The APNIC region (covering all of Asia & Australasia) have only a few months before they’re out of IPv4 addresses with which to provide to ISPs within those areas. The individual ISPs themselves will take a little longer, but it’s no secret that IPv6 adoption in these areas is well ahead of the curve in Europe (and indeed, North America) due to the increased pressure on IPv6 requirements that they’re already seeing.
But what are 34SP.com doing about it?
34SP.com are doing their bit to stay ahead of the impending crunch, and intend to introduce IPv6 connectivity throughout our entire, current range of hosting products with as little delay as possible. As some of you more familiar with IPv6 may imagine, this presents a number of challenges; not least the poor support for IPv6 from some of our biggest providers — a situation that’s proven (and proving) difficult, not to mention costly, to circumvent.
However, after reaching a number of milestones (including more than a few late nights) we are now in a position to make a large step forward by providing ‘beta’ assignments of IPv6 addresses to Dedicated Server & VPS customers! Currently only those located in our London data centre are able to receive an assignment (those with IPv4 addresses within 188.8.131.52-184.108.40.206). Support for the same customers located in Manchester will be coming as soon as we iron out a few unknowns with equipment there.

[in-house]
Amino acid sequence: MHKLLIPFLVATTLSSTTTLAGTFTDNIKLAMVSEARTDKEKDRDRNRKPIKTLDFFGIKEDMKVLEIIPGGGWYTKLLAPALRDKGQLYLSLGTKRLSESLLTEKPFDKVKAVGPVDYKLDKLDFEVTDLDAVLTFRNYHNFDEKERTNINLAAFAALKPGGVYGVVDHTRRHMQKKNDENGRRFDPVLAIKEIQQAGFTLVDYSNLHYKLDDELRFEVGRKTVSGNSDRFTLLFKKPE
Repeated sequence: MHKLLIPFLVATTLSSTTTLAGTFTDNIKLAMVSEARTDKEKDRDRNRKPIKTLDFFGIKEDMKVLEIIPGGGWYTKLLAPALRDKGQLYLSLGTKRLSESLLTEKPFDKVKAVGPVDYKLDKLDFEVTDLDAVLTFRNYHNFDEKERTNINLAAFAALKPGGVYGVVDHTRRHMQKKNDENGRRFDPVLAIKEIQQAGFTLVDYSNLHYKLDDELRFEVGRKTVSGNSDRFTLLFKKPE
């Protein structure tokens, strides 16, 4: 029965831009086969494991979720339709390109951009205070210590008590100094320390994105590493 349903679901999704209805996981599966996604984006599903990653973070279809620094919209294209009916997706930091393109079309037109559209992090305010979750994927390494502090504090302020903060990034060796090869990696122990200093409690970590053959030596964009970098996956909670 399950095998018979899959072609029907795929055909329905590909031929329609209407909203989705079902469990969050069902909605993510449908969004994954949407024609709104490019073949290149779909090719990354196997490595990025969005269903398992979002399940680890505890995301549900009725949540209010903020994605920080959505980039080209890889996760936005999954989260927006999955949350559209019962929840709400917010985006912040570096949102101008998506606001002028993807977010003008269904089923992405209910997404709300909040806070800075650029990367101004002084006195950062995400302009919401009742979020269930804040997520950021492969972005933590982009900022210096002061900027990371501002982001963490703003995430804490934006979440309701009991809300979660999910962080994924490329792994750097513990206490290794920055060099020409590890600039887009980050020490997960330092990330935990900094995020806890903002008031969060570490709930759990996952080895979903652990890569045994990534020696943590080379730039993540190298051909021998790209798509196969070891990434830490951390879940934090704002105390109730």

The biggest caveat in this current beta programme, is support for Plesk. Until very recently there has been no official support from Parallels for IPv6 (despite my badgering them). Thankfully the very latest release (10.2) does include preliminary IPv6 support. However, we have had little time to test this fully since its release and will need longer to be sure that it is of the same quality as the current version that we support, 8.6.
It is for this reason alone that IPv6 support on shared hosting packages (such as Professional hosting or Reseller hosting) will take a while longer to complete. We’ll need to first look at the possibility of upgrading to Plesk 10.2 (from 8.6) and this will take time to achieve, given the complexities involved.